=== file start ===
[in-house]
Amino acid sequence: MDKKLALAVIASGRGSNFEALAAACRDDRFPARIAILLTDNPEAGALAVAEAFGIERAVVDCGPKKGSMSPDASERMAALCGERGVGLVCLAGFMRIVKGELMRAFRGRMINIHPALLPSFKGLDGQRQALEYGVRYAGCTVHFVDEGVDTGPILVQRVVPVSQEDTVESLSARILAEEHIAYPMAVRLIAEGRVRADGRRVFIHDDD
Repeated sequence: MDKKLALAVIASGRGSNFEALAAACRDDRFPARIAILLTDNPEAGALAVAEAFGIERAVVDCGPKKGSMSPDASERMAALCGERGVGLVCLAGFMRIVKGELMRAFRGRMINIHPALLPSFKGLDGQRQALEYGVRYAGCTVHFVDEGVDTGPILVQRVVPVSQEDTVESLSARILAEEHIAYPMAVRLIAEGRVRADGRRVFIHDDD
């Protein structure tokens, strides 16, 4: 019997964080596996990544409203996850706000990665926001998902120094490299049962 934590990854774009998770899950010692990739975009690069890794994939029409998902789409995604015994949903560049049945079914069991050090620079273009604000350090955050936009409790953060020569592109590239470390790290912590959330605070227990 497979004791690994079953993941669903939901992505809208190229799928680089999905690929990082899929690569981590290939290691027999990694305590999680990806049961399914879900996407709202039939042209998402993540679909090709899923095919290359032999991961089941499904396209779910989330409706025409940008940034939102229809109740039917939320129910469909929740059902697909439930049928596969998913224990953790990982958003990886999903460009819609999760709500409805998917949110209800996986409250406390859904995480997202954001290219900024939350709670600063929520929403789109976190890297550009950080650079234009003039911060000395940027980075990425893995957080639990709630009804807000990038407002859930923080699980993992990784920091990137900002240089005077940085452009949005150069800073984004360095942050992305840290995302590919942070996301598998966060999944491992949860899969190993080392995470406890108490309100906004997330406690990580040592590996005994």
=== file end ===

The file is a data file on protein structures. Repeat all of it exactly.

[in-house]
Amino acid sequence: MDKKLALAVIASGRGSNFEALAAACRDDRFPARIAILLTDNPEAGALAVAEAFGIERAVVDCGPKKGSMSPDASERMAALCGERGVGLVCLAGFMRIVKGELMRAFRGRMINIHPALLPSFKGLDGQRQALEYGVRYAGCTVHFVDEGVDTGPILVQRVVPVSQEDTVESLSARILAEEHIAYPMAVRLIAEGRVRADGRRVFIHDDD
Repeated sequence: MDKKLALAVIASGRGSNFEALAAACRDDRFPARIAILLTDNPEAGALAVAEAFGIERAVVDCGPKKGSMSPDASERMAALCGERGVGLVCLAGFMRIVKGELMRAFRGRMINIHPALLPSFKGLDGQRQALEYGVRYAGCTVHFVDEGVDTGPILVQRVVPVSQEDTVESLSARILAEEHIAYPMAVRLIAEGRVRADGRRVFIHDDD
């Protein structure tokens, strides 16, 4: 019997964080596996990544409203996850706000990665926001998902120094490299049962 934590990854774009998770899950010692990739975009690069890794994939029409998902789409995604015994949903560049049945079914069991050090620079273009604000350090955050936009409790953060020569592109590239470390790290912590959330605070227990 497979004791690994079953993941669903939901992505809208190229799928680089999905690929990082899929690569981590290939290691027999990694305590999680990806049961399914879900996407709202039939042209998402993540679909090709899923095919290359032999991961089941499904396209779910989330409706025409940008940034939102229809109740039917939320129910469909929740059902697909439930049928596969998913224990953790990982958003990886999903460009819609999760709500409805998917949110209800996986409250406390859904995480997202954001290219900024939350709670600063929520929403789109976190890297550009950080650079234009003039911060000395940027980075990425893995957080639990709630009804807000990038407002859930923080699980993992990784920091990137900002240089005077940085452009949005150069800073984004360095942050992305840290995302590919942070996301598998966060999944491992949860899969190993080392995470406890108490309100906004997330406690990580040592590996005994």